On the design side, what Wendy's is creating in its upgraded stores offers lessons to nearly all limited-service restaurateurs. Tom Kowalski, VP of Design at Interbrand Design Forum, a retail consultancy firm in Dayton, Ohio, says that quick-service can offer a variety of seating, and not just a "sea of tables." He says that operators can incorporate design elements that will provide a combination of booths, high-tops, banquettes and tables that can be rearranged and re-organized for larger groups, but also offer small, bar seating for singles.
Interbrand Design has major retail and foodservice clients, including limited-service chains like Au Bon Pain, Pollo Campero, Panda Express, and Papa John’s.
McDonald's second wave of store remodels is aggressive. The company will spend $2.9B this year on store upgrades and incorporating updated styling in its new build-outs. The focused, colorful lighting that some of the upgraded McDonald's stores will feature highlight another concept from expert designers: provide focused lighting rather than even, dispersed lighting throughout a restaurant.
The focused lighting is a trend that many have seen at upscale eateries in the past five years, and it’s now part of limited-service restaurants and recommended by vetted designers like Kowalski.
"Trends right now include stained concrete, which gives a casual, cool, contemporary vibe and wood-look ceramic tiles which provide warmth..." Tom Kowalski, Interbrand.
“Flooring is important," says Kowalski. "Trends right now include stained concrete, which gives a casual, cool, contemporary vibe and wood-look ceramic tiles which provide warmth, but with the functionality of being able to mop them down."
Both Tristano and Kowalski note that open kitchens are part of the new wave of QSRs, and are exemplified in the Wendy's remodels. Chipotle's chicken cooking on the grill is a signature item that is part of this trend. "Think of Chipotle and seeing the chicken on the grill, the fresh ingredients and the ability to direct how your meal is made," says Kowalski.
Will you stay a bit longer?
Kowalski says too that Wi-Fi and fireplaces are great ways to signal to customers that they can linger longer (and the settings you control limit the lingering). In Wendy's, Tristano likes the interior amenities that are inviting to the guests and says it speaks to the New QSR trend of inviting guests to dine-in (remember the preponderance of drive-thru's from the mid-century through the 70's?)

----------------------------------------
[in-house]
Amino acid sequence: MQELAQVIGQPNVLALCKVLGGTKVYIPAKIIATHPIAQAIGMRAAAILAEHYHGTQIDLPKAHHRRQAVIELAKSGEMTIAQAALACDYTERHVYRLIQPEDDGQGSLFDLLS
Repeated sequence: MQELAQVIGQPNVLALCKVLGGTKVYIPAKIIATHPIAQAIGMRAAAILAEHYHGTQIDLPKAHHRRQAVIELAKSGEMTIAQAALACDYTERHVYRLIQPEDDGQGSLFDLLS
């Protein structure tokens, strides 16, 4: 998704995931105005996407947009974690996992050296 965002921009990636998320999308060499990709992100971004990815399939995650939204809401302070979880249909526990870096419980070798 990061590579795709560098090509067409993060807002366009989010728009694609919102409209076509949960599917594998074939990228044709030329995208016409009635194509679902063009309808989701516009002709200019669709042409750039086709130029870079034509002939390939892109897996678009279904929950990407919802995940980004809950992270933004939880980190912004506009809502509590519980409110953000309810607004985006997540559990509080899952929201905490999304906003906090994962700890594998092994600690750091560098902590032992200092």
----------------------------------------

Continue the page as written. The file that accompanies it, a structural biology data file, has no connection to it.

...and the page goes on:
“The improved [dine-in] experience gives customers a stronger perception of the brand and creates a higher end experience," says Tristano. "Getting with the times means high definition flat panels, free Wi-Fi and more comfortable seating."
The open kitchen is also a feature that is a signal of things to come via the New QSR. “In order to upgrade the perception of the quality and price points, the open view preparation will allow Wendy’s to be more competitive with fast casual competitors like Five Guy’s Burgers and Fries and Smashburger."
Another lesson for operators: "Perception is reality," says Technomic's Tristano, and Wendy's offers both freshness and the marketplace environment. "As consumers relate to the healthy perception and the visual cues, the products will appeal through their freshness and translate to better-for-you, which will give patrons a more healthy view of the foods offered."
While journalists and consultants wonder what to call this next wave of QSRs (some have started with "Quick Casual" ─ what's the difference between "quick" and "fast" anyway?), consumers will simply revel in the fact that there is so much competition in QSR that can now enjoy the upgraded ingredients, and new environments, as they open up their laptops and bite into the juicier, better burgers.
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This is the second of a two-part series. Part I is here.
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Photos: courtesty of Interbrand Design Forum